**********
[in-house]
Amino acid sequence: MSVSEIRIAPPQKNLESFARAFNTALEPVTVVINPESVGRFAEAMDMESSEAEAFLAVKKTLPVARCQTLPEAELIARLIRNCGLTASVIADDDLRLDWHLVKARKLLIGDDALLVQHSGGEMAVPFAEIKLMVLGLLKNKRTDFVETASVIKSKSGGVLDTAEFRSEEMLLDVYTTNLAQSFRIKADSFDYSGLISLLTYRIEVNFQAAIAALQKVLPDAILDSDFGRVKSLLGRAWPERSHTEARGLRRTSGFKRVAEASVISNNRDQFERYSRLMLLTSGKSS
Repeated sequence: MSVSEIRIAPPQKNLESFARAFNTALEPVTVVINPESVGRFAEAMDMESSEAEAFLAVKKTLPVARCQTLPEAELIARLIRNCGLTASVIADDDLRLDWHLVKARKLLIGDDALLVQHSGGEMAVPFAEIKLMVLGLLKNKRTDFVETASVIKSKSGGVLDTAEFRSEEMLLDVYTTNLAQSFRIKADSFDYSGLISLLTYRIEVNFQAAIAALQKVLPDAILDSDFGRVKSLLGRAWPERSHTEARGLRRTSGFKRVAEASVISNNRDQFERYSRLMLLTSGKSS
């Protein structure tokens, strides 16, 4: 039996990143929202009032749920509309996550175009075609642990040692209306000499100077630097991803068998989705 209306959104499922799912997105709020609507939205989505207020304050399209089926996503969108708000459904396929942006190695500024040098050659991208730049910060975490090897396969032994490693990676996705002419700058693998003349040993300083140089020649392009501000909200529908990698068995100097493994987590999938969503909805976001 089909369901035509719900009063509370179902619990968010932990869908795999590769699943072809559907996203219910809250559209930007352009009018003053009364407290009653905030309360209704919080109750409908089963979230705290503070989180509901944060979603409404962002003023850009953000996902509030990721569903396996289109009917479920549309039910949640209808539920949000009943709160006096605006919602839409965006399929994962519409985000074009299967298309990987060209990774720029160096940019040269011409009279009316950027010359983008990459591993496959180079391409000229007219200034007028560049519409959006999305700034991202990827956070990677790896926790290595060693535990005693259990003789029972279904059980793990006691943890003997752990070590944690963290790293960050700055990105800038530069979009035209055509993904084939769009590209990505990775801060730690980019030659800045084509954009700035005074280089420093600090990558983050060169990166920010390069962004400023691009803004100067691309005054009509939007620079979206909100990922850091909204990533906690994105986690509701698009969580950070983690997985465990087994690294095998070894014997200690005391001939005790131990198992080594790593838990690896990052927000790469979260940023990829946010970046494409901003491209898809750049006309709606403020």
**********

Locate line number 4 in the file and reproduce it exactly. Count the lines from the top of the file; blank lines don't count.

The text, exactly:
């Protein structure tokens, strides 16, 4: 039996990143929202009032749920509309996550175009075609642990040692209306000499100077630097991803068998989705 209306959104499922799912997105709020609507939205989505207020304050399209089926996503969108708000459904396929942006190695500024040098050659991208730049910060975490090897396969032994490693990676996705002419700058693998003349040993300083140089020649392009501000909200529908990698068995100097493994987590999938969503909805976001 089909369901035509719900009063509370179902619990968010932990869908795999590769699943072809559907996203219910809250559209930007352009009018003053009364407290009653905030309360209704919080109750409908089963979230705290503070989180509901944060979603409404962002003023850009953000996902509030990721569903396996289109009917479920549309039910949640209808539920949000009943709160006096605006919602839409965006399929994962519409985000074009299967298309990987060209990774720029160096940019040269011409009279009316950027010359983008990459591993496959180079391409000229007219200034007028560049519409959006999305700034991202990827956070990677790896926790290595060693535990005693259990003789029972279904059980793990006691943890003997752990070590944690963290790293960050700055990105800038530069979009035209055509993904084939769009590209990505990775801060730690980019030659800045084509954009700035005074280089420093600090990558983050060169990166920010390069962004400023691009803004100067691309005054009509939007620079979206909100990922850091909204990533906690994105986690509701698009969580950070983690997985465990087994690294095998070894014997200690005391001939005790131990198992080594790593838990690896990052927000790469979260940023990829946010970046494409901003491209898809750049006309709606403020």